Algonquin College to receive $400,000 in federal EODP funding
Ryan Paulsen / Daily Observer Staff from Algonquin College in the Ottawa Valley join Renfrew-Nipissing-Renfrew MP Cheryl Galant to celebrate the announcement that the college will be receiving $400,000 of Eastern Ontario Development Program funding over the next four years. From left, Melissa Brasch from the Community and Student Affairs office, CSA Manager Jamie Bramburger, MP Cheryl Gallant, dean Karen Davies, cooperative education officer Cathy Yantha and chair of health and community studies Megan Conway.
The cooperative education department at Algonquin College got a large boost, and some enviable stability, last week in the form of $400,000 in Eastern Ontario Development Program funding spread over the next four years.
"Most of these contracts that we've had in the past with the Eastern Ontario Development Program have been one year, or a little bit more than that," says community and student affairs manager Jamie Bramburger. "To have four years of funding allows us to do a lot more. It means we've got enough time to do more than plant seeds in entrepreneurial activity, [we have time] to actually build a foundation with the college as a hub for that entrepreneurial activity."
The money will go toward a program called "ICE", which stands for innovation, collaboration and entrepreneurship. ICE has three main components. The first is the Options Skilled Trades Fair, a partnership between the college and all four Renfrew County school boards that brings together thousands of local high school students to see which skilled trades programs and job-site apprenticeship programs are available to them. Co-op Works provides a wage subsidy for employers to take on 20 co-operative education students each year to get hands-on work experience before graduation. Finally, the college's Entrepreneurship Hub will involve the hiring of an "entrepreneur in residence" who will, according to a college press release, "support entrepreneurial thinking and engagement on campus and within the broader community.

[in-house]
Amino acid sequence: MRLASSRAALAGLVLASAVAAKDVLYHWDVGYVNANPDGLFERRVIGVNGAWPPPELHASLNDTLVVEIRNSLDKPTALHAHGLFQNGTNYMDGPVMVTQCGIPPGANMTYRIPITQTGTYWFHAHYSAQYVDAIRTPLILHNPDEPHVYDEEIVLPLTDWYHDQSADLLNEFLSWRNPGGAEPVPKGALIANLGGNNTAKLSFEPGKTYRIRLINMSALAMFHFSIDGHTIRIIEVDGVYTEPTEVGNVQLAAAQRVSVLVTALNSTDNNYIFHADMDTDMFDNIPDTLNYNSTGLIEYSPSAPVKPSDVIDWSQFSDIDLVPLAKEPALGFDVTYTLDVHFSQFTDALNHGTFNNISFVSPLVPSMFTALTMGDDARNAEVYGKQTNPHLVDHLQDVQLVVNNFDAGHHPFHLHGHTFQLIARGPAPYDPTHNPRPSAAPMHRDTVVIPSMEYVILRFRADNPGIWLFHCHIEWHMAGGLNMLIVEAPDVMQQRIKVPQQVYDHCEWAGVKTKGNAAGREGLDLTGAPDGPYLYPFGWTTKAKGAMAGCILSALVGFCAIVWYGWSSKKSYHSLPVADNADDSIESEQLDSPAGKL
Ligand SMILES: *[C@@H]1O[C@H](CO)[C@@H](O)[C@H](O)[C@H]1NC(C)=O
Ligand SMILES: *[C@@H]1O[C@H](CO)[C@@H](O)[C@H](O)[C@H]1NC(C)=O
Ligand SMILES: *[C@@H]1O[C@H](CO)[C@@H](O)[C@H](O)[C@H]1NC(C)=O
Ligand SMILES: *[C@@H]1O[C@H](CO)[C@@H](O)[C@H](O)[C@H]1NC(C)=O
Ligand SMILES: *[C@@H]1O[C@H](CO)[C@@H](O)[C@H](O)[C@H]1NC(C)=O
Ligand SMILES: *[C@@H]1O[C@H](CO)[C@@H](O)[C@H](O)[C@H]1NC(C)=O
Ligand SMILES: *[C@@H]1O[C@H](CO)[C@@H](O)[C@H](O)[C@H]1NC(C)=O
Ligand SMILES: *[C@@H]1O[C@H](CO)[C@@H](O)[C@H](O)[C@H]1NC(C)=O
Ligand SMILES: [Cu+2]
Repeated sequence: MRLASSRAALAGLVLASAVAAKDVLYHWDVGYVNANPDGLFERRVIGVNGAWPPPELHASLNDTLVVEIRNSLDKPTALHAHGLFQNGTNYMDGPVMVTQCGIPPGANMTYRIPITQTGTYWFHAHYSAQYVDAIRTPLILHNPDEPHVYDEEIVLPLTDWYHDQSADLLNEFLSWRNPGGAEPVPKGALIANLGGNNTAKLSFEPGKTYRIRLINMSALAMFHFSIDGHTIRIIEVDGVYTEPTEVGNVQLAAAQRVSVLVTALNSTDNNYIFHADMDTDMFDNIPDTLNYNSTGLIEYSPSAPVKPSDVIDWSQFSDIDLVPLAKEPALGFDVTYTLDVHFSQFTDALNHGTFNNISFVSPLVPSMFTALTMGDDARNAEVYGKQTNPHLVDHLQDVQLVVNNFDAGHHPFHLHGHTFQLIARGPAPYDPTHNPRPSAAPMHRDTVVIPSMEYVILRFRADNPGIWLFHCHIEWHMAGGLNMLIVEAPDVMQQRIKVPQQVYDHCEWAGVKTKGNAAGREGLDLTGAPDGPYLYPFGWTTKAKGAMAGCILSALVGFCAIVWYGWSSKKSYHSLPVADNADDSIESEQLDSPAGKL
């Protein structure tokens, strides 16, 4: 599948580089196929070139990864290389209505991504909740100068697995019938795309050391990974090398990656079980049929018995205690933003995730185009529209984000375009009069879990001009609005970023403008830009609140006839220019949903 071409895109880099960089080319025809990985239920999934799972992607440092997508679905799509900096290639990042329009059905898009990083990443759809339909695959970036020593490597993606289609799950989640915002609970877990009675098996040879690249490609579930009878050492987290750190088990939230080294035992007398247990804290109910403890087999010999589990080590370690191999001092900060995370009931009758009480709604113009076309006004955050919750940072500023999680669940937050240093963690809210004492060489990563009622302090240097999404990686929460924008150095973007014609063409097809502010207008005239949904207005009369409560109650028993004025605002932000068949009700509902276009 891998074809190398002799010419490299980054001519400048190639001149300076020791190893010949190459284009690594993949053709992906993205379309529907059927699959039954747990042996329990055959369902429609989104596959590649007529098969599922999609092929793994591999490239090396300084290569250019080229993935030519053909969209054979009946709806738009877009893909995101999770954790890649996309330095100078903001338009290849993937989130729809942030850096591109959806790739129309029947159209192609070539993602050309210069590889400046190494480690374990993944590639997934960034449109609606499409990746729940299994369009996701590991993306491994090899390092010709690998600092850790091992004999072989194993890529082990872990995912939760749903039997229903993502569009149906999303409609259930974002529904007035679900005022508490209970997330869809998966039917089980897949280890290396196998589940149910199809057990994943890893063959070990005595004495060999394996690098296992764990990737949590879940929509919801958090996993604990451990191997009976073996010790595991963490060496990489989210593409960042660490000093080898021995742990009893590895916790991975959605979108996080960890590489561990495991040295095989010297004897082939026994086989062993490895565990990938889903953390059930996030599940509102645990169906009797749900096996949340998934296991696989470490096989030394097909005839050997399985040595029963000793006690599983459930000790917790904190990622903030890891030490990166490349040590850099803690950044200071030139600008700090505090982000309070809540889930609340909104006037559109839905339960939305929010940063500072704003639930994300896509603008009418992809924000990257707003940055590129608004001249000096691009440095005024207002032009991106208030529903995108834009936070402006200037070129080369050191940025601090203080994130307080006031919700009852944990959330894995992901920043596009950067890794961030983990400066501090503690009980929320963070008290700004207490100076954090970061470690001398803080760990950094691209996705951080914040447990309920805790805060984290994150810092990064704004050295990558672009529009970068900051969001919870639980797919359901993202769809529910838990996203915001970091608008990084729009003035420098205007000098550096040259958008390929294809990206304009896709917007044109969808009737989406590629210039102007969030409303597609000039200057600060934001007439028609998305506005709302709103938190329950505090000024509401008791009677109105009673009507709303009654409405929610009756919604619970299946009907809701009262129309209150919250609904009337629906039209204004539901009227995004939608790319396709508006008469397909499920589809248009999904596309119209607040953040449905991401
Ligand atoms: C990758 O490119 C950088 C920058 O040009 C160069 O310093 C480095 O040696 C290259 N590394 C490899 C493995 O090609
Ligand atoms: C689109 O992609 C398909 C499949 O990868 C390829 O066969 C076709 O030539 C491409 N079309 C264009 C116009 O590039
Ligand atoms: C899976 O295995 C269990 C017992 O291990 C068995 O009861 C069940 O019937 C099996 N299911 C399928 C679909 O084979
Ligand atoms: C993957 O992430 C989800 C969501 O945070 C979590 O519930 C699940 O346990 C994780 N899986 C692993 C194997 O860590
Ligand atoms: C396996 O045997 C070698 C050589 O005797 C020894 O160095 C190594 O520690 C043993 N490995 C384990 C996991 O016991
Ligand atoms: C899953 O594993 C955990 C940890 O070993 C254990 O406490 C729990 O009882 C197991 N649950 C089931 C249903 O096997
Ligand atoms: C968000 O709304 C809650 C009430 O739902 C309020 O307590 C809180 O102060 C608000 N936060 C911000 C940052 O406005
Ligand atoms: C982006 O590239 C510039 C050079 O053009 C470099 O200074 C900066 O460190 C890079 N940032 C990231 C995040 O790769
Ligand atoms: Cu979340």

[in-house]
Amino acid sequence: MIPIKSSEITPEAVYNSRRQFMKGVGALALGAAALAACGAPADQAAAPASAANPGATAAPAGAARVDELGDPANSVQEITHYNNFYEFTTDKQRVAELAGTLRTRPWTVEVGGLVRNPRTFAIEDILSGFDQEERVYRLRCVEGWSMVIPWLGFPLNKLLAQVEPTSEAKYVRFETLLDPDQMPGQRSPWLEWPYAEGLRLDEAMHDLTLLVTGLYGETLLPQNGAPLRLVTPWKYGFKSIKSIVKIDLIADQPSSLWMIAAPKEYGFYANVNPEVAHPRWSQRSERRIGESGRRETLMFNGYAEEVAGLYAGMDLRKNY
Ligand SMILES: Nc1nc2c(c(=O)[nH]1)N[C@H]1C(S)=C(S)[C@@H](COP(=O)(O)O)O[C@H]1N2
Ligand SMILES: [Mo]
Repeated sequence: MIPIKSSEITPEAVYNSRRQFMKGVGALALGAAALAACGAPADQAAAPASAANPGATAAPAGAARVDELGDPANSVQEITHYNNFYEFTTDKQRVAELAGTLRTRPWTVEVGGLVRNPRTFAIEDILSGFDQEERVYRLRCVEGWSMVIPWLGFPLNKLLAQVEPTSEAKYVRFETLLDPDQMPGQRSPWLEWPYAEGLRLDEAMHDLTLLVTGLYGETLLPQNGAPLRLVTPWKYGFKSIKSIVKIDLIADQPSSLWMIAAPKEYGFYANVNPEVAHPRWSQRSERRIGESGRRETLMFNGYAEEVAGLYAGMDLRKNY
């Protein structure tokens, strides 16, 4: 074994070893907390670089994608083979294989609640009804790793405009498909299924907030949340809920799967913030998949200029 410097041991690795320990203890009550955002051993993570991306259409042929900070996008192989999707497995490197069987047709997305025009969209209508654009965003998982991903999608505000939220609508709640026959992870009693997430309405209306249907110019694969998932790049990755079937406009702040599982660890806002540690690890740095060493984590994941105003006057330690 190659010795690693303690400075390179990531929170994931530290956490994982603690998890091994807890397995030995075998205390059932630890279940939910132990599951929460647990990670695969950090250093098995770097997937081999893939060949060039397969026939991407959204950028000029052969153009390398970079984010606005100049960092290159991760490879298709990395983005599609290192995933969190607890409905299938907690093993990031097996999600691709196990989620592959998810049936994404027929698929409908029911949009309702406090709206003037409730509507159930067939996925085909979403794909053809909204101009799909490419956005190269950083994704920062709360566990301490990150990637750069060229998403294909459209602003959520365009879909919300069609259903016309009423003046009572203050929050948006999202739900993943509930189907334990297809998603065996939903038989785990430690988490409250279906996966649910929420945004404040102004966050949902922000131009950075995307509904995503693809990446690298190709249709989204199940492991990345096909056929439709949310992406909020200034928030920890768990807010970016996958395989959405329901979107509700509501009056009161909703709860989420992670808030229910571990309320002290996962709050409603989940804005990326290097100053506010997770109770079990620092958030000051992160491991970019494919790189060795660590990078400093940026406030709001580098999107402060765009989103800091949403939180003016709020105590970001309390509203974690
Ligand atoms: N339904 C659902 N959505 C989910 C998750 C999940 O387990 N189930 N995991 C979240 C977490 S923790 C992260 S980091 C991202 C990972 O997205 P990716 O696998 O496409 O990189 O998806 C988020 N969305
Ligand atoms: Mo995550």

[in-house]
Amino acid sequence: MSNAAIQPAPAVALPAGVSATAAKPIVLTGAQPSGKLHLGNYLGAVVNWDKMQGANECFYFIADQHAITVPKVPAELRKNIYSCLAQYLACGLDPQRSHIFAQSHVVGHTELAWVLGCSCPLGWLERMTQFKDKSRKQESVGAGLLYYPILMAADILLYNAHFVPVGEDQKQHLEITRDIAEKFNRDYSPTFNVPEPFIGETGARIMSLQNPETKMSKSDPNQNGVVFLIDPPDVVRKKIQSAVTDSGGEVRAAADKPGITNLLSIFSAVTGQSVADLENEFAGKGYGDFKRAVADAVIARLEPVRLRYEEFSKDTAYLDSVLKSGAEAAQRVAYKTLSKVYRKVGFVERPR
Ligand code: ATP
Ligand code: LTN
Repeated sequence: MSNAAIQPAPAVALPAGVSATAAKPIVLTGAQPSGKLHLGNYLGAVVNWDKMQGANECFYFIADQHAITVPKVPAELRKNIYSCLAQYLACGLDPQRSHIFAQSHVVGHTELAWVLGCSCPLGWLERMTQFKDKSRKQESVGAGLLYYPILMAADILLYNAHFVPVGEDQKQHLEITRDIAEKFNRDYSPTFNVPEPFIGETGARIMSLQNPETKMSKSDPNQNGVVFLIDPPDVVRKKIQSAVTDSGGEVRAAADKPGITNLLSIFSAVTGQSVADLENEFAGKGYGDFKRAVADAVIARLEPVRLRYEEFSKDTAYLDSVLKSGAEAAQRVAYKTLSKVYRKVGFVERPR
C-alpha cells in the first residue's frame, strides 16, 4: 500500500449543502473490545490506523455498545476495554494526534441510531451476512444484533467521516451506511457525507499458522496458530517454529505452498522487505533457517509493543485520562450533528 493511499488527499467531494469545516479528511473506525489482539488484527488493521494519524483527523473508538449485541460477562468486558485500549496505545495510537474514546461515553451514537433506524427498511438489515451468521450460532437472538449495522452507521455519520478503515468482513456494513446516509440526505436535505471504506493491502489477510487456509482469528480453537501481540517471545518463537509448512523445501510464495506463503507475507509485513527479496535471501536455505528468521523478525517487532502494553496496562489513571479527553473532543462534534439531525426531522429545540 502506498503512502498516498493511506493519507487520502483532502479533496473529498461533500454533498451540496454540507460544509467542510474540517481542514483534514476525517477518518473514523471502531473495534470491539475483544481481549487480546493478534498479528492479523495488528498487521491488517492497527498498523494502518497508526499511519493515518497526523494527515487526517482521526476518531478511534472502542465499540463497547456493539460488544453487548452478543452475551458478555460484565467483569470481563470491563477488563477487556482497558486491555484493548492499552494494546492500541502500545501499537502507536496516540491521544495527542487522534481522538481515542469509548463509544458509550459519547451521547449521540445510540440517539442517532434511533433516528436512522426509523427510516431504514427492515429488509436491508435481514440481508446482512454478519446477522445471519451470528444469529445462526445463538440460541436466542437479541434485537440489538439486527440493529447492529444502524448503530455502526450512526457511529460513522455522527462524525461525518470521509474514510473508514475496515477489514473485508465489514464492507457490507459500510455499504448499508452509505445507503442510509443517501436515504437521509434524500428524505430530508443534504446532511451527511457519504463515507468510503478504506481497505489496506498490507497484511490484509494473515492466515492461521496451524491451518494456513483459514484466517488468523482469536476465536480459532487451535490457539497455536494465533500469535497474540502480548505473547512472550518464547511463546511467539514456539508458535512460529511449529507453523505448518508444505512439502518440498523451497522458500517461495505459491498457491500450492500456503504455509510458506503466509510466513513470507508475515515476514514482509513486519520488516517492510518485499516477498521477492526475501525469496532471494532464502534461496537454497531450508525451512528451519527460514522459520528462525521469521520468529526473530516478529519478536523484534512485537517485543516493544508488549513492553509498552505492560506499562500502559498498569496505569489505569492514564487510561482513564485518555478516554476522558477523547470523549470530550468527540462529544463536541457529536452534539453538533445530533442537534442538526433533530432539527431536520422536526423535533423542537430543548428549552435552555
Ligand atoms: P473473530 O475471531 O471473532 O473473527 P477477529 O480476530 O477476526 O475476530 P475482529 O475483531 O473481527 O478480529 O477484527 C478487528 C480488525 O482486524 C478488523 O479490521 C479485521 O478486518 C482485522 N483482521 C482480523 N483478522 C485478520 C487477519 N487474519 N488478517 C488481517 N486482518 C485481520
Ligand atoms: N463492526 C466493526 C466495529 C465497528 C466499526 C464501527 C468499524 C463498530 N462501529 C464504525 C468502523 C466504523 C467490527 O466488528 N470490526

Through the hub, the college hopes to not only bolster their own programs and offerings, but also change the overall environment in Renfrew County when it comes to small business.
"We have identified a gap in our community in helping organizations become more entrepreneurial," says Megan Conway, chair of health and community studies at the college. "Through this project, we envision a very different entrepreneurial landscape in four years as we build community partnerships that inspire, encourage and support entrepreneurial thinking and development in Renfrew county."
Waterfront campus dean Karen Davies also see the extended funding as a was of freeing up staff to focus solely on the betterment of already successful programming.
"Funding for four years, as all of you in this room know, is just huge," Davies told the staff and guests assembled for the funding announcement. "Those of you who have been involved with Options, every year we knew it was a good thing to do, but every year we had to search out the money, and that took a lot of time. So we've got four years, and we're going to be planning it all out in advance, and Options, I'm not sure it can get any better, but if it can, with this four years' funding, we will make that happen."